Rhee, smoke and mirrors in the D.C. schools budget
D.C. Schools Chancellor Michelle Rhee’s mantra is performance and accountability, and more performance and more accountability.
She is, in fact, getting ready to judge teachers under her new IMPACT evaluation system, and, presumably, will lop off, figuratively, the professional heads of those who don’t score high enough. That’s accountability in action.
But what about Rhee’s own performance?
To look at the unnecessary and damaging mess over the proposed contract that she negotiated over two-plus years with the teachers union is to wonder whether she could pass an evaluation as tough as the one she set for teachers.
Reaching a contract with the teachers after years of painful negotiations was seen by many as excellent sign that Rhee, and the teachers union, were both able to make painful concessions. Rhee, with her take-no-prisoners, I-am-always-right style, saw the value of compromise.
To fund teachers’ raises in the contract, she secured private funding from foundations--apparently without checking whether the city’s finance folks would sign off on such an arrangement.
As it happened, D.C. Chief Financial Officer Natwar Gandhi did not, and after a public verbal slugfest between the chancellor and the CFO, a frantic search was begun to find the cash in the D.C. budget.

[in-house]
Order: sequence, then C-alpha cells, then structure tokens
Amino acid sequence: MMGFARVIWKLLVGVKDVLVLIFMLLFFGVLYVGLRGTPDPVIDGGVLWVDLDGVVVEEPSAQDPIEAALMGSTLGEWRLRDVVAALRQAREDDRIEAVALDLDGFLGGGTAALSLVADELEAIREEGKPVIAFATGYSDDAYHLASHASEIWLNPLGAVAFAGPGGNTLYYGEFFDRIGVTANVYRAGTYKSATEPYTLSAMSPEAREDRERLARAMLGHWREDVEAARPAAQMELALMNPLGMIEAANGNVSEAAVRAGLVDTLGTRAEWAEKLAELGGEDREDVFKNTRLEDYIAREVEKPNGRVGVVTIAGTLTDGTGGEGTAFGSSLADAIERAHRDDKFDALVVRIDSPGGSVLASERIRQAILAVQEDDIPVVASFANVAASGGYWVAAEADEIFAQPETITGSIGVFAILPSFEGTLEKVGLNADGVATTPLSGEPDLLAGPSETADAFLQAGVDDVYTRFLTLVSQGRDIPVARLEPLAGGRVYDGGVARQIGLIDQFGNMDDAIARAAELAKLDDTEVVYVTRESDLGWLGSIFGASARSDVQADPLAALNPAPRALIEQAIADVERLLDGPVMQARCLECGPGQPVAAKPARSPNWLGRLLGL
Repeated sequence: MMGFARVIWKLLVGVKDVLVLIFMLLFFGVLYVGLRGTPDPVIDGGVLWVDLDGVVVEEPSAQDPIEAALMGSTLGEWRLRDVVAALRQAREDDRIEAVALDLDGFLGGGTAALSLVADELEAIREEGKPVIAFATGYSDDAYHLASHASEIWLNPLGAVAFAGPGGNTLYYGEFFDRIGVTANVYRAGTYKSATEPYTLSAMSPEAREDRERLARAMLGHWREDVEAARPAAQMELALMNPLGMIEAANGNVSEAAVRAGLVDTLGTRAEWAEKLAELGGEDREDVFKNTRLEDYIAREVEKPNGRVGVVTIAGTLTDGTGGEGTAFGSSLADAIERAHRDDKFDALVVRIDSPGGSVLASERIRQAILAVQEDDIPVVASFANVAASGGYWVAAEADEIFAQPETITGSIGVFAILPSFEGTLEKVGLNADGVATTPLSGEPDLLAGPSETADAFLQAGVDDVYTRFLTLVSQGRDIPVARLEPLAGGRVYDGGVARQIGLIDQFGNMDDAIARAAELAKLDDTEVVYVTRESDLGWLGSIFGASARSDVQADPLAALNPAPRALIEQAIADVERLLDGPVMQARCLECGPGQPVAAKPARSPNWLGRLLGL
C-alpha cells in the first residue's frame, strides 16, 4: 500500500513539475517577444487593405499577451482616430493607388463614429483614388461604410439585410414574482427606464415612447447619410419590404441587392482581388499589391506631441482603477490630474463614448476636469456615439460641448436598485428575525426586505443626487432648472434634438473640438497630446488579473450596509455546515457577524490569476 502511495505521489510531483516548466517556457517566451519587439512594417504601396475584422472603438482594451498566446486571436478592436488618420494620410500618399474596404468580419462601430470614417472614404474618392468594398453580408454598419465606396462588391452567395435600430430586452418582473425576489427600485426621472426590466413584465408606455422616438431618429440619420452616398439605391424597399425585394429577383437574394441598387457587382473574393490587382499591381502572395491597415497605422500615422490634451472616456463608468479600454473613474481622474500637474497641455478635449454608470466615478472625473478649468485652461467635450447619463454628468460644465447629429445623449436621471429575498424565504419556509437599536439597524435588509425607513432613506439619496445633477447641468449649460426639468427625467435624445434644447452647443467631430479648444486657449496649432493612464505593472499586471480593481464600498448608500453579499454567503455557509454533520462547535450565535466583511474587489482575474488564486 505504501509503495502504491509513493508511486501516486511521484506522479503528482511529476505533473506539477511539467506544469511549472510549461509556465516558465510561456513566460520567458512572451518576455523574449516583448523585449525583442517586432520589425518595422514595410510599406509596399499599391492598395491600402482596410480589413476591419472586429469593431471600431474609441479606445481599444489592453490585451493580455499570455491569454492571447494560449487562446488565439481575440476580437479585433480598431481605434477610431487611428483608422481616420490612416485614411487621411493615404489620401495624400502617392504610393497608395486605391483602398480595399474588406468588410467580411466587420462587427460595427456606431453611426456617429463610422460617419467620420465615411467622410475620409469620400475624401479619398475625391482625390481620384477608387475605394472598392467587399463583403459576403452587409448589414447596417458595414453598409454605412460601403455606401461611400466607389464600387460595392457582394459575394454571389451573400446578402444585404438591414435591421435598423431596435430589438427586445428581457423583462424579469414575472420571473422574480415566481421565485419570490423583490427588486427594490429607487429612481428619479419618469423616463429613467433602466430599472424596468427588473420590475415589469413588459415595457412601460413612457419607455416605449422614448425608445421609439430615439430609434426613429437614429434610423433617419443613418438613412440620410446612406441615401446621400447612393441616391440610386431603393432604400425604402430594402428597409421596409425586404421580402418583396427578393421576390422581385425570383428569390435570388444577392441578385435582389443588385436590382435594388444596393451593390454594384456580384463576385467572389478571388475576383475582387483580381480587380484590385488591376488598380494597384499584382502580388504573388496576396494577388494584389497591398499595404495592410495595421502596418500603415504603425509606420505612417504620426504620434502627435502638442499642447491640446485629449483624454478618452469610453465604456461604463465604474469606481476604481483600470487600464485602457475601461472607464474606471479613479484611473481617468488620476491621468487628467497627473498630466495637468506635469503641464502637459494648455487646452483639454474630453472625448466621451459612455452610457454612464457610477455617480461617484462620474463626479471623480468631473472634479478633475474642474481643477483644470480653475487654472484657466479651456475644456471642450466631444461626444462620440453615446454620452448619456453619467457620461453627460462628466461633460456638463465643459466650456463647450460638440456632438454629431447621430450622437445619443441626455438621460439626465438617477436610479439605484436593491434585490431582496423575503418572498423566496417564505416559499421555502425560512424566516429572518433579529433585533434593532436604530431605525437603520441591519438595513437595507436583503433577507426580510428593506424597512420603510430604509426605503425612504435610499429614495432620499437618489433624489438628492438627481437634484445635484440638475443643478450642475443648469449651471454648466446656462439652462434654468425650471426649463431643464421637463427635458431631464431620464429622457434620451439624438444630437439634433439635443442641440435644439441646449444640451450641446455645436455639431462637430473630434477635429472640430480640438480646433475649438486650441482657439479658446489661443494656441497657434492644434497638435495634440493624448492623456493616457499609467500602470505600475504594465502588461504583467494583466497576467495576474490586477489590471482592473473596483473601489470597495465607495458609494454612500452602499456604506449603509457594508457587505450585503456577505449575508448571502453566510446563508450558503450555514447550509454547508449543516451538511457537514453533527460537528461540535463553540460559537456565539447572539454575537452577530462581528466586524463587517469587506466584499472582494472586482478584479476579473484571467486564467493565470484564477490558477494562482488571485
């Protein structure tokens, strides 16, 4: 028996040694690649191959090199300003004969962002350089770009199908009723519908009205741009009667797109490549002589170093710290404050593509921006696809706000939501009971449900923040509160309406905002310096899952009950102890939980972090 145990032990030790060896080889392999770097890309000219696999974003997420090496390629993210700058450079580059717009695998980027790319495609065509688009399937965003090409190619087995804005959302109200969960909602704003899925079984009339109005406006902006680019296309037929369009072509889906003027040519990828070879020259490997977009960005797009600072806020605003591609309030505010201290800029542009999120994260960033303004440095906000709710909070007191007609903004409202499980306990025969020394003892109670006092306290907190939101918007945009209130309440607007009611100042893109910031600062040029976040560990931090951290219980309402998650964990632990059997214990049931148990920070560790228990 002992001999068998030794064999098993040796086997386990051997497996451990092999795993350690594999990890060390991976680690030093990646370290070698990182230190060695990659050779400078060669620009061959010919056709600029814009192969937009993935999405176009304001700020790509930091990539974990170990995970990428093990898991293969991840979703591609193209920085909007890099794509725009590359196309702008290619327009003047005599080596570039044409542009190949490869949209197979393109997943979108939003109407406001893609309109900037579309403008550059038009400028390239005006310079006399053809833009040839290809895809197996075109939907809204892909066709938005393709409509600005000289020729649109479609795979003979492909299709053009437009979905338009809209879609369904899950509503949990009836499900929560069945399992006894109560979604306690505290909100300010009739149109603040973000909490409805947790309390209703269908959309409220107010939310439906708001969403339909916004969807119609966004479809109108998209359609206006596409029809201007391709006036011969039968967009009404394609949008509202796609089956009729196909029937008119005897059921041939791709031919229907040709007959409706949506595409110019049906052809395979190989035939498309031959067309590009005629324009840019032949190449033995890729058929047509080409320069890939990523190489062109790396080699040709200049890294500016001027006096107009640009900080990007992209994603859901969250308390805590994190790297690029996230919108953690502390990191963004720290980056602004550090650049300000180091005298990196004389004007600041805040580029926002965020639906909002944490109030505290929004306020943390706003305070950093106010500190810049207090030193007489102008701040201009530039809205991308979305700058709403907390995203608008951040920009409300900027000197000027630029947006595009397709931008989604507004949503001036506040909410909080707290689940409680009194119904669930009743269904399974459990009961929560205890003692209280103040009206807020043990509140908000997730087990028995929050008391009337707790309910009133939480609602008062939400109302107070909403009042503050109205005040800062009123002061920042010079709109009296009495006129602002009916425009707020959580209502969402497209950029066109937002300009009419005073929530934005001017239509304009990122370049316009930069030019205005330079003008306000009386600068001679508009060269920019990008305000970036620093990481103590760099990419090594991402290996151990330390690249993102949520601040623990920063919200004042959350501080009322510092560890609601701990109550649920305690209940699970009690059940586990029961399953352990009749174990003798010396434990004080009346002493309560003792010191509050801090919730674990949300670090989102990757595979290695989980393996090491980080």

Because budgeting in the D.C. school system is in part smoke and mirrors anyway, there was hope the money would be found quickly. Today, Gandhi told the D.C. Council that he still could not certify the proposed contract as being fiscally sound, though the search continues to find the money. I'll be surprised if the money is not found.
Gandhi said that schools officials never asked for financial analysis of specific proposals during the negotiations, as law enforcement agencies sometimes do during their contract talks.
In retrospect, nobody should be surprised that yet another controversy has evolved over Rhee’s handling of budget matters, and over her penchant to act without crossing all of her 't's'.
In 2008, she told an Aspen Institute audience that one lesson she had learned working in Washington D.C. was that “cooperation, collaboration and consensus-building are way overrated.”
That might be true when you are playing golf.
But when you are trying to reform a school system, cooperation, collaboration and consensus-building are, actually, supremely important, even if a tidy dictatorship sounds simpler.
In fact, if Rhee were making the trains run right on schedule, she might be forgiven her repeated run-ins with folks who might be able to help if she asked nicely. And she might not be emerging from this latest brawl with more self-inflicted wounds that further harm her credibility. It's already a little shaky from a previous scandalover whether she told the truth about why she laid off teachers last year, and from the brouhaha before that, and ..... well, you get it.
Unfortunately, school advocates in the city say that Rhee is the most secretive superintendent in memory, as well as the one who demonstrates the least understanding of budgeting. In the past, the public had a chance to see proposed school budgets early in the process and comment on them. Under Rhee, information is tightly held and only those around Rhee see the budget until she has to formally give it to the D.C. Council.
Even something as routine as releasing enrollment projections for the District became a drawn-out affair; it took my colleague Bill Turque, who covers Rhee, months to get them. Why? Nobody knows.
Such behavior does not bode well for the long-term health of the D.C. school system.